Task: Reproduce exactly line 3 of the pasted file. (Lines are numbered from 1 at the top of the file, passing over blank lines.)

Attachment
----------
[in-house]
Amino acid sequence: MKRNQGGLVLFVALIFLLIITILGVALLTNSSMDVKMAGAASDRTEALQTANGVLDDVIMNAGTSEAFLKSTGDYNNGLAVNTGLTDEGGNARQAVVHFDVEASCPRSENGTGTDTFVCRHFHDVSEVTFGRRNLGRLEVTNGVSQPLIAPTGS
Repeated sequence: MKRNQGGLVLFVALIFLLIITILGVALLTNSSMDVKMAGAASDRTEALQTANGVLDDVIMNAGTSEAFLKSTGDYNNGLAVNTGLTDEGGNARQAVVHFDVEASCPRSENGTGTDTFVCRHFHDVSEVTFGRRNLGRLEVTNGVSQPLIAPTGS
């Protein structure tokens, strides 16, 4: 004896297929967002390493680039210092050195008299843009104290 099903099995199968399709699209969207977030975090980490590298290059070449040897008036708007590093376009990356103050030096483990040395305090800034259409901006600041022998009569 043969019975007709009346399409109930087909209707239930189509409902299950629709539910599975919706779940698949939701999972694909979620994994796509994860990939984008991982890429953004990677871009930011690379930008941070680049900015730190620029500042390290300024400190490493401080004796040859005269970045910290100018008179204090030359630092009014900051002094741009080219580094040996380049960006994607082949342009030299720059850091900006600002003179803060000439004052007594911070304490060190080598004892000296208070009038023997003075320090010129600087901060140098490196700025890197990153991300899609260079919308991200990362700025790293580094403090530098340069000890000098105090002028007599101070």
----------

Repeated sequence: MKRNQGGLVLFVALIFLLIITILGVALLTNSSMDVKMAGAASDRTEALQTANGVLDDVIMNAGTSEAFLKSTGDYNNGLAVNTGLTDEGGNARQAVVHFDVEASCPRSENGTGTDTFVCRHFHDVSEVTFGRRNLGRLEVTNGVSQPLIAPTGS